Baths and Braids Last Night at Chop Suey

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Baths: Who'd expect such twee singing from Mr. Puppies and facepaint here?
Apparently sometime after I turned in this preview of last night's show, Star Slinger dropped off the opening slot, which is too bad. Replacing him was SF-via-Edmonton's Gobble Gobble. I caught their last couple of songs, and what I saw was on some "Andrew WK goes to the rave"-type shit. Blame Dan Deacon. A pair of LED light rigs flashed rainbow patterns, ridiculous 4/4 beats and triumphalist synths pumped out of the sound system, and a guy hopped up and down and shouted at the surprisingly packed crowd, who, at least in the front, seemed to be totally eating it up, hands in the air and dancing around at just a little before 10 p.m.

Whatever you made of it (not my tab of E, particularly) Gobble Gobble's momentum was pretty well squandered by the nearly hour-long changeover between them and Braids' set. Braids were the odd ones out on this bill anyway, a guitar-and-vocals band amid electronic acts, and one whose slow building, gently pulsing songs don't instantly grab you so much as gradually swell over you. Singer Raphaelle Standell-Preston vocals sounded at times like the ladies of Dirty Projectors'--clean, clear "oh-oh-oh-oh"s doing acrobatic jumps; other times she opened into more of a Bjork-ish growl. Everything they do--long, looping songs; idiosyncratic female vocals--makes me want to like Braids. On paper, they could fill an Electrelane-shaped hole in my heart (pending Electrelane announcing some US reunion dates, that is). In practice, though, nothing really stuck.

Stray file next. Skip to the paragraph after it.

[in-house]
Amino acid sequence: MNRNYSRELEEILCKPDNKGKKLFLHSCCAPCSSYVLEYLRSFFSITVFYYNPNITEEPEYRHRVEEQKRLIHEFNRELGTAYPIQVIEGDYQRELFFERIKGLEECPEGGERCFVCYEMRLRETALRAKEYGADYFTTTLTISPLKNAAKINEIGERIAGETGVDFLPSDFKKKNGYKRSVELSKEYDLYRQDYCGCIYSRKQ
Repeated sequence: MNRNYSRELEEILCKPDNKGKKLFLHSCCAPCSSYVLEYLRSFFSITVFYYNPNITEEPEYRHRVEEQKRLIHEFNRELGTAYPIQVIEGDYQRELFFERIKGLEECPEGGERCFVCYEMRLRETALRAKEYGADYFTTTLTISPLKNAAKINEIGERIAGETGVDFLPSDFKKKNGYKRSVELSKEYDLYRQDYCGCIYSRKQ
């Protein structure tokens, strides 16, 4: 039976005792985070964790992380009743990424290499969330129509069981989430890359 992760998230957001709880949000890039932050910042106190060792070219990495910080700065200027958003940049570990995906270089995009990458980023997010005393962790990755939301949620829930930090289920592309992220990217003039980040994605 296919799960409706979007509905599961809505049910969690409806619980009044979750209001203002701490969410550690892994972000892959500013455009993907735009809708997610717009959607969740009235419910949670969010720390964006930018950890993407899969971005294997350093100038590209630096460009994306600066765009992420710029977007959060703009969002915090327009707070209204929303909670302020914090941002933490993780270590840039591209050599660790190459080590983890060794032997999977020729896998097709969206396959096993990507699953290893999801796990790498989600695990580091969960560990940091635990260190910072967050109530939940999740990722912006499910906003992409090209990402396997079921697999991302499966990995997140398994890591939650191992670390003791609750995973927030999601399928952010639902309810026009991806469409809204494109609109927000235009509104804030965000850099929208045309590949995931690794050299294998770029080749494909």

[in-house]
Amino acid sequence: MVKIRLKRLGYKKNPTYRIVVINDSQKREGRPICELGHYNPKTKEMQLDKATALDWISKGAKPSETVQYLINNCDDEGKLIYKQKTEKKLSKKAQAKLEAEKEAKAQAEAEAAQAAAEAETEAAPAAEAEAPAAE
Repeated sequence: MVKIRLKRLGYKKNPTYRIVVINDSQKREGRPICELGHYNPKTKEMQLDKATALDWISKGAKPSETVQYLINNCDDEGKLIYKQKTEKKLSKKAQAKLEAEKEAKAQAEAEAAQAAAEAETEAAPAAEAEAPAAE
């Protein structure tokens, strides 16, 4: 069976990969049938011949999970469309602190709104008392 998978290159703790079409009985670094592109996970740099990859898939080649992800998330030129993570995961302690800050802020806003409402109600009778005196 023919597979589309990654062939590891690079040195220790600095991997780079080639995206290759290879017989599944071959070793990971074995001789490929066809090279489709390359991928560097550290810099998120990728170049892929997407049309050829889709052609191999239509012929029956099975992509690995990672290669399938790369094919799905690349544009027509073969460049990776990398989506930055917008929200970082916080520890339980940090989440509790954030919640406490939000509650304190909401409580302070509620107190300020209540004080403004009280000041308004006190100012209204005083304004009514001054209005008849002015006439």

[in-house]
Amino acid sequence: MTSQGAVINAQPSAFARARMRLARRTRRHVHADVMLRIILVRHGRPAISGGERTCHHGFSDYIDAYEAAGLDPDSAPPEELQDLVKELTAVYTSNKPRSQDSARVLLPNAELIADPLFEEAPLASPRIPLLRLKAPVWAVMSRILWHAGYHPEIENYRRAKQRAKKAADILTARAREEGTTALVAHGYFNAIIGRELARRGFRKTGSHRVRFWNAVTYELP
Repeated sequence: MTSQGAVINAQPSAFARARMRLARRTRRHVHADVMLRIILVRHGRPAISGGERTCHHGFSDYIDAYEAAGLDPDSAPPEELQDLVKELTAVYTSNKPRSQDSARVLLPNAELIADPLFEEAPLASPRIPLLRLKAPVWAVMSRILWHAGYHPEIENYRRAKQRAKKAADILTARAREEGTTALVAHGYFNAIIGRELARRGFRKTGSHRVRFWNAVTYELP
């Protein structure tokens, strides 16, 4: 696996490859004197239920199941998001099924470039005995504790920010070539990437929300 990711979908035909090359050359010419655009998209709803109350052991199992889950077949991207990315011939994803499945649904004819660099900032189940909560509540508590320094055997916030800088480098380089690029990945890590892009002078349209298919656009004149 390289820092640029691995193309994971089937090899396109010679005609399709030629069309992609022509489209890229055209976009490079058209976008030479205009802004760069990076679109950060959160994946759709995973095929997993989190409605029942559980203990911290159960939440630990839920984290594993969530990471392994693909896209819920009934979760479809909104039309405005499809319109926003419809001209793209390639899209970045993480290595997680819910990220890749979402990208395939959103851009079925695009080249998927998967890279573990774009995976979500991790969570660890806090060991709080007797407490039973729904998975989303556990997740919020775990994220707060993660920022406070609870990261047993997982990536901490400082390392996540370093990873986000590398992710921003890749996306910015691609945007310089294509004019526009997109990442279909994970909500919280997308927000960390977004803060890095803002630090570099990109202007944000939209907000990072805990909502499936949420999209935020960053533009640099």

Baths came on at almost midnight (a friend said he'd heard the L.A.-based producer had been "stuck in traffic"), saying, "Thanks for sticking around, I know it's late, let's have some fun," and proceeding to rock a still very game, very full crowd. Listening to Baths' recent full-length, Cerulean, it was hard to imagine how/why this guy was supposedly embraced at L.A. bass-and-beats club Low End Theory--sure, there are beats and bass on that album, but it's pretty wispy, airy stuff--headphone music, maybe. Seeing him at the club last night, though, revealed another side or spectrum to Baths' music. The chubby, fresh-faced, mutton-chopped, and bespectacled producer stood behind a mike and a sampler, thumping pads with his thumbs and leaning forward to croon the occasional lyric (about which more in a second). And in this setting, as opposed to on headphones, Baths' beats knocked deep, choppy, and crunching underneath waves of smeared choral samples and aqueous synths, bass rumbling below it all.

Then there were those vocals--nasal, sub-Gibbardian schmaltz about "I'll find the love of my life" and "Things'll get so good." Baths does interesting stuff with vocals when he's sampling or processing them, but he's at his weakest when he's leaning on them to be loud and clear, front and center. Suddenly the crowd made sense, though: Combine Postal Service singing with Glitch Mob beats, and of course you're going to fill a room in Seattle.

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